What’s This? What’s That?

Wildflower with Skipper Butterfly photographed by Jeff Zablow in Big Bend Wildlife Management Area, Florida's Panhandle

Driving down Interstate 75 from Georgia to the Florida Panhandle, I was psyched. Florida! I was finally headed to Florida. Trail maps from NABA’s magazine article, and retrieved from Big Bend Wildlife Management Area’s website. Anticipation: Very high. Energy Level: Super-charged. Film? Lots. Hotel? Hampton Inn in  Perry, Florida. Guide/Volunteer Expert? Nope – Alone again, naturally. On a Mission to capture all new images? Absolutely.

Those 4 days at the Spring Unit in Big Bend were all that I had hoped they would be. That forecast of rain, changed to Sunny. Yay!! Sunny and new butterflies and wildflowers everywhere in this coastal swamp.

Now, all new everything is challenging. Take for example this large bloom on the “Old Grade” trail. It was very handsome, and each and every time I approached one of these plants, 2 or 3 skippers would flee. Come minutes later, skippers back at the blooms, and then, gone! Robotic, ultra slow approaches and I was able to shoot these tiny skippers embedded into these large blooms.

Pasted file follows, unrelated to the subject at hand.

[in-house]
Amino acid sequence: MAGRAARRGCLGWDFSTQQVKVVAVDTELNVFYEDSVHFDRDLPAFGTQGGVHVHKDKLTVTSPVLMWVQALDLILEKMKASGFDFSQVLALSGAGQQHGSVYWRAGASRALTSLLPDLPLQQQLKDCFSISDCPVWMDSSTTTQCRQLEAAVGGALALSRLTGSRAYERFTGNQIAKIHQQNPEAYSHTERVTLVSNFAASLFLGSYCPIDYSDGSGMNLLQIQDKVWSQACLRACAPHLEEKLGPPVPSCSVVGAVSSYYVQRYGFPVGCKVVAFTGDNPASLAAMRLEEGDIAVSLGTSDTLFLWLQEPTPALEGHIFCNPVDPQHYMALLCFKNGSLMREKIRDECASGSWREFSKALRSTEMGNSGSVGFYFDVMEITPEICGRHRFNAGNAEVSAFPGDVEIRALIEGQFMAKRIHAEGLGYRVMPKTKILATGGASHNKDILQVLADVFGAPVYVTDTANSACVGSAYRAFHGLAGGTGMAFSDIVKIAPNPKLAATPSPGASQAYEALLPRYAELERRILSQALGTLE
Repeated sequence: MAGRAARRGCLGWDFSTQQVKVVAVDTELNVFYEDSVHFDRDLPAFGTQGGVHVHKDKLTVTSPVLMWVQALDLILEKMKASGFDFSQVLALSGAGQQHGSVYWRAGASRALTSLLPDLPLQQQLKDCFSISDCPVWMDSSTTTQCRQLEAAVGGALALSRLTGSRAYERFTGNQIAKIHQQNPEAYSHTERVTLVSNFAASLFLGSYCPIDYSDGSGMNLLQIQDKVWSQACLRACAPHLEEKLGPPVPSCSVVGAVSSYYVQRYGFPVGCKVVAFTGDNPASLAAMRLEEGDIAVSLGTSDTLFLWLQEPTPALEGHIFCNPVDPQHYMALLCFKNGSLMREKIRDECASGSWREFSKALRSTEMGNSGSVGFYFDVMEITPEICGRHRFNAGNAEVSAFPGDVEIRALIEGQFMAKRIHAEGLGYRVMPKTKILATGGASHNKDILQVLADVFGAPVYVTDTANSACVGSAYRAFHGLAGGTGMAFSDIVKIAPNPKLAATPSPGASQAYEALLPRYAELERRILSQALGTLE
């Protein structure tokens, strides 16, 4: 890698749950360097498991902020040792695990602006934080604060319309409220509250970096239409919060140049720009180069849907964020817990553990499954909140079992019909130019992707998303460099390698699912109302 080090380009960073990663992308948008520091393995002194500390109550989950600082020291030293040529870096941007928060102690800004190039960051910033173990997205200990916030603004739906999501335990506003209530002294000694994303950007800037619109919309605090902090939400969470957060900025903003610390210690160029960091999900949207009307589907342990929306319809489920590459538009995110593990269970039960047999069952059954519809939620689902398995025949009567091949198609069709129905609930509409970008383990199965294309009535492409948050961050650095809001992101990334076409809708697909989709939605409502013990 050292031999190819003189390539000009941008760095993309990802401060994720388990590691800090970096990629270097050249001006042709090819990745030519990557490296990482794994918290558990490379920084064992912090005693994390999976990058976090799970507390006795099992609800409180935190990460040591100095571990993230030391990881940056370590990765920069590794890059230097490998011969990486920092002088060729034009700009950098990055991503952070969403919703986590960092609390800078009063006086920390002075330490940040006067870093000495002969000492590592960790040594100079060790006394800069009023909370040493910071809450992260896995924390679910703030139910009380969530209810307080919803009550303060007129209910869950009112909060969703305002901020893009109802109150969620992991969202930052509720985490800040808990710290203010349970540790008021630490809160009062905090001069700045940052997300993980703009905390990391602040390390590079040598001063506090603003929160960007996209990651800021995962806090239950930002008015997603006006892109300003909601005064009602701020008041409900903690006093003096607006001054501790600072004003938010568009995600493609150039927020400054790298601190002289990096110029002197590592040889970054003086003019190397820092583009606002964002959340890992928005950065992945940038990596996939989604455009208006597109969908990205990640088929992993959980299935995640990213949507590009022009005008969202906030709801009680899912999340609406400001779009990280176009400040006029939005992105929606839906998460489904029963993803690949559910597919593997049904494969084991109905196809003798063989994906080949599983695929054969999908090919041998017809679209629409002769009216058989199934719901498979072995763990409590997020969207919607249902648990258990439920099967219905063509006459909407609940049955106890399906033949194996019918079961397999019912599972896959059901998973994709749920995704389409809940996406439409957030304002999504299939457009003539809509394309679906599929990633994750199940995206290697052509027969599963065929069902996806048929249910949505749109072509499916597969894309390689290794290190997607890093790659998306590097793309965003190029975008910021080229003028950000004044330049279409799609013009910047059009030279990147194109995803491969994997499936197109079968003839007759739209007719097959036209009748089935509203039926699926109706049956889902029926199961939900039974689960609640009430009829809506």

What is this wildflower, growing along the edge of the trail, most about 15 feet from the swamp edge? Barbara supplied the ID. It is Pineland hibiscus (Hibiscus aculeatus). What is this tiny skipper? Not sure there either. Who is the photographer? One very Happy Jeff Zablow, Who loved Eatonton and loved Big Bend.

Jeff

2 thoughts on “What’s This? What’s That?

  1. pineland hibiscus, or comfortroot (Hibiscus aculeatus) would be my best guess. Botanical/Latin Name: Hibiscus aculeatus

    Type of Plant: Herbaceous Perennial.
    Native Range: Southeastern Coastal Plain.
    Reported Hardiness: Zones 7-10.

    Perhaps the least known of all the native Hibiscus, Pineland Hibiscus also has the distinction of being one of the few yellow flowering members of the genus.

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